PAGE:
Natural gas production by Mexican national oil company Petróleos Mexicanos (Pemex) averaged 3.763 Bcf/d in February, up from 3.696 Bcf/d in January.
Crude oil output rose to 1.707 million b/d from 1.623 million b/d, according to figures published Monday by the state-owned company.
Associated gas extracted from oil wells accounted for 73.9% of the natural gas total, up from 72.1% a year ago.
On a year/year basis, natural gas fell by 5.2% and oil production was down 10.6%.
CEO Octavio Romero Oropeza said last week Pemex had stabilized its declining hydrocarbon production, which he expects to begin rising again by year-end, driven by the accelerated development of 20 new fields in Pemex’s portfolio.
The new fields include the gas-rich Ixachi onshore field in Veracruz state. Pemex expects Ixachi to supply about 700 MMcf/d of gas and 80,000 b/d of condensate by 2022.
“In the medium-term, I believe that the strategy of Pemex and the federal government should be to put emphasis on Ixachi,” Talanza Energy Consulting’s David Rosales, midstream and downstream partner, told NGI’s Mexico GPI.
Rosales said Ixachi is expected to begin supplying gas to the Sistrangas national pipeline grid this year, which would help compensate for output declines at mature Pemex fields.
The February figures follow deputy finance minister Arturo Herrera’s announcement last week that the government plans to tap the rainy day fund known as the fondo de estabilización de ingresos presupuestarios (FEIP) for up to $7 billion to help Pemex pay down its immense debt load, widely cited as the largest among the world’s upstream majors.
Pemex’s financial debt stood at $106 billion at the end of 2018, up 2.2% year/year, according to the the fourth quarter earnings report.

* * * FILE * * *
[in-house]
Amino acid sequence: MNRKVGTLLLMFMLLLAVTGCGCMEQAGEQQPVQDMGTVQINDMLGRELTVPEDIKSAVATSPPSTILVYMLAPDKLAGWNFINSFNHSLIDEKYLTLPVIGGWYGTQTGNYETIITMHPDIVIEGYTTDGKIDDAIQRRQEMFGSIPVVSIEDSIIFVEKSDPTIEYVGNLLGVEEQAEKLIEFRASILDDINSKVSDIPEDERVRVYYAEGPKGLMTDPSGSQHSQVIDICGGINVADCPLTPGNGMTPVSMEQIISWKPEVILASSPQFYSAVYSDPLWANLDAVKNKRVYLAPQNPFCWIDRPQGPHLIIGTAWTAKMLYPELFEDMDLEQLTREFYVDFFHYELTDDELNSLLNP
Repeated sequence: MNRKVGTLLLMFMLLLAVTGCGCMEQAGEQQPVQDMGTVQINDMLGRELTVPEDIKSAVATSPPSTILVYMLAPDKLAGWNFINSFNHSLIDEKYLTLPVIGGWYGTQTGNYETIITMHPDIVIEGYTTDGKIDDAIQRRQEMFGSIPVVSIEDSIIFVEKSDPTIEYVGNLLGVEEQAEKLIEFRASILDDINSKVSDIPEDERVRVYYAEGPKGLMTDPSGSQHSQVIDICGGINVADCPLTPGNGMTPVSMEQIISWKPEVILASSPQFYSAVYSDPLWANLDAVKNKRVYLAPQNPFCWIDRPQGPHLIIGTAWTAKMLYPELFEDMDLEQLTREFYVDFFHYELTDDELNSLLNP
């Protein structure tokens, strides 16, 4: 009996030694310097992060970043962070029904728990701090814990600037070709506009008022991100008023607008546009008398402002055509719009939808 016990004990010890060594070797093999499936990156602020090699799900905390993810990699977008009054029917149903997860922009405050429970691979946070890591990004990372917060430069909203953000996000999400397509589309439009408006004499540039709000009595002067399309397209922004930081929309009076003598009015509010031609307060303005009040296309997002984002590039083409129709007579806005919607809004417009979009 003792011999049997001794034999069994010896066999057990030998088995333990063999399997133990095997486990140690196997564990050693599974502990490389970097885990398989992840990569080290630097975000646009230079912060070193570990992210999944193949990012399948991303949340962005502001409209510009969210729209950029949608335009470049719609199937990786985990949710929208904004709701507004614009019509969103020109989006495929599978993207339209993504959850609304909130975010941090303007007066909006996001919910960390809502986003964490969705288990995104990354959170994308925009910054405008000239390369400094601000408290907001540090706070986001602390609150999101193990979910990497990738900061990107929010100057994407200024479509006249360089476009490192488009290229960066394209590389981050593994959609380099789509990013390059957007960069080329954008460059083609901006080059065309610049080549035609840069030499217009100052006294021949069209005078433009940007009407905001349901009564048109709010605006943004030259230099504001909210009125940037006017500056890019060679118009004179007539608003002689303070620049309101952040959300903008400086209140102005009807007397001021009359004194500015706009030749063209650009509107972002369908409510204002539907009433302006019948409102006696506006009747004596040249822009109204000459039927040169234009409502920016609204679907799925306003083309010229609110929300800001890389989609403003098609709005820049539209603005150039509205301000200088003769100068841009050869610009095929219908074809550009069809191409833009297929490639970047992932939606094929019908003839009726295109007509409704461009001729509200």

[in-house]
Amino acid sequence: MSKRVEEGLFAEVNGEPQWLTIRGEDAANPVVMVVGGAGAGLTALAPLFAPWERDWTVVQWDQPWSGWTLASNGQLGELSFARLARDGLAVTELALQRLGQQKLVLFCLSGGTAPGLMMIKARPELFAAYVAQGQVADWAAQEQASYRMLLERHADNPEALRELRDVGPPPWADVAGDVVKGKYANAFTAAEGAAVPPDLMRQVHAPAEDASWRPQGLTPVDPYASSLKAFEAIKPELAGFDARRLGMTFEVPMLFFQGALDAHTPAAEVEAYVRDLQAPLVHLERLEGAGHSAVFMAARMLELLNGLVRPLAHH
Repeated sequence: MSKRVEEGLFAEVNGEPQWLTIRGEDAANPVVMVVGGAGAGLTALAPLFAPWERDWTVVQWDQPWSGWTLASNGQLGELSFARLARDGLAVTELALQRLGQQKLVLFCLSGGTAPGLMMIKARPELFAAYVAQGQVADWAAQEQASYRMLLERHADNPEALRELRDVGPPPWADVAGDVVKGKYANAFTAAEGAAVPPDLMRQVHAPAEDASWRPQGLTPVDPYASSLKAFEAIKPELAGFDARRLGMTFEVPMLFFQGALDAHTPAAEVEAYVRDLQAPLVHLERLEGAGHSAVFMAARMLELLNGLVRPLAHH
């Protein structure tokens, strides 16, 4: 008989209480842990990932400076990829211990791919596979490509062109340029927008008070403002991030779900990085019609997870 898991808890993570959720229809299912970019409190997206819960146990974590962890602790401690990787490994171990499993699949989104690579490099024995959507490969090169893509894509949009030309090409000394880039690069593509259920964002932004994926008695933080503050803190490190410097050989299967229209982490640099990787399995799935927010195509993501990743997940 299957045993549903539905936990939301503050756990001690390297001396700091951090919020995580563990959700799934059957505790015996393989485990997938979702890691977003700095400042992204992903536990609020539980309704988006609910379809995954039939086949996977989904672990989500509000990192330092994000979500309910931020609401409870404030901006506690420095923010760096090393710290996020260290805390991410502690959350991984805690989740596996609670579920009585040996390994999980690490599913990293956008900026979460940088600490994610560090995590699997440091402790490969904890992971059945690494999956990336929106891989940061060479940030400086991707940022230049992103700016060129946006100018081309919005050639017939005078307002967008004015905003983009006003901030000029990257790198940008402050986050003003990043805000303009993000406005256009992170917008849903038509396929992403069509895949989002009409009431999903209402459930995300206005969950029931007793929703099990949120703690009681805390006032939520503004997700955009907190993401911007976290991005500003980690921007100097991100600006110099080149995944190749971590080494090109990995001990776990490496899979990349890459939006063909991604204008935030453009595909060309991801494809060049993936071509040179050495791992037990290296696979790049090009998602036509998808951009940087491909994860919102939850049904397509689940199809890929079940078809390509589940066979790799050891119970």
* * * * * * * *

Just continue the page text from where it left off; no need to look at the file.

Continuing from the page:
The finance ministry is expected to announce further details on the plan to dip into the emergency fund in the coming weeks, Herrera reportedly said.
The FEIP plan is in addition to a 107 billion peso ($5.5 billion) “rescue” package for Pemex announced in February by President Andrés Manuel López Obrador after a two-notch downgrade of the oil giant’s debt to one level above junk by Fitch Ratings in January.
Romero has said the government’s rescue measures, combined with an increased upstream budget, would allow Pemex oil production to reach 2.6 million b/d by the end of 2024, and for natural gas output to rise by 50% from December 2018 levels over the same span. López Obrador’s suspension of upstream bid rounds, which resulted in the awarding of 103 exploration and production contracts to firms from around the world between 2015 and 2018, has placed additional pressure on Pemex to drive production growth.
Pemex February natural gas production was down 42% from a peak of 6.516 Bcf/d reached in 2009. Rising demand over the same span, driven mainly by the power generation and industrial segments, has made Mexico increasingly dependent on gas imports from the United States.
Mexico imported 5.129 Bcf/d of gas in 2018, more than four times the 1.258 Bcf/d averaged in 2009, according to national hydrocarbons commission CNH.
The number of transactions reported in Mexico’s newly liberalized natural gas market, meanwhile, more than tripled in 2018 compared to 2016, according to the Comisión Nacional de Energía’s (CRE) Meney de la Peza, who heads the CRE’s hydrocarbons unit.